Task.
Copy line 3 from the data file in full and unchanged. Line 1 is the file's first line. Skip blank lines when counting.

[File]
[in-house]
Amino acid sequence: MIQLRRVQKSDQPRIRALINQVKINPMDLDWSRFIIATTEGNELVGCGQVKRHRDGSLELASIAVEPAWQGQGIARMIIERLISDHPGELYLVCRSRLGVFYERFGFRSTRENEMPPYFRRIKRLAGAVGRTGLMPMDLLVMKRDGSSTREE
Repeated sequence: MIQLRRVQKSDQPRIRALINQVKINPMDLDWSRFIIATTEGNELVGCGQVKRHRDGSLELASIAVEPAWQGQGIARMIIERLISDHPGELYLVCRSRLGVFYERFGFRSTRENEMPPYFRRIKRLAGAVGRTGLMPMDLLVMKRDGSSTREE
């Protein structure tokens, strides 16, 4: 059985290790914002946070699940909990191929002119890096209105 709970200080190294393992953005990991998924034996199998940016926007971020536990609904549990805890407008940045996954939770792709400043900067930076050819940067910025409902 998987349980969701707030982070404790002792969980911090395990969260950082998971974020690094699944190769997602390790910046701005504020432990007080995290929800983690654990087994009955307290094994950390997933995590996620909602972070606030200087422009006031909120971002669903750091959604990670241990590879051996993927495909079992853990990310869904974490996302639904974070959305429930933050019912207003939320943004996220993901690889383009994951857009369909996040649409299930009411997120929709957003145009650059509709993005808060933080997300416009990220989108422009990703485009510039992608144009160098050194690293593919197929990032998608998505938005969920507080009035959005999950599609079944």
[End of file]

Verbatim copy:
Repeated sequence: MIQLRRVQKSDQPRIRALINQVKINPMDLDWSRFIIATTEGNELVGCGQVKRHRDGSLELASIAVEPAWQGQGIARMIIERLISDHPGELYLVCRSRLGVFYERFGFRSTRENEMPPYFRRIKRLAGAVGRTGLMPMDLLVMKRDGSSTREE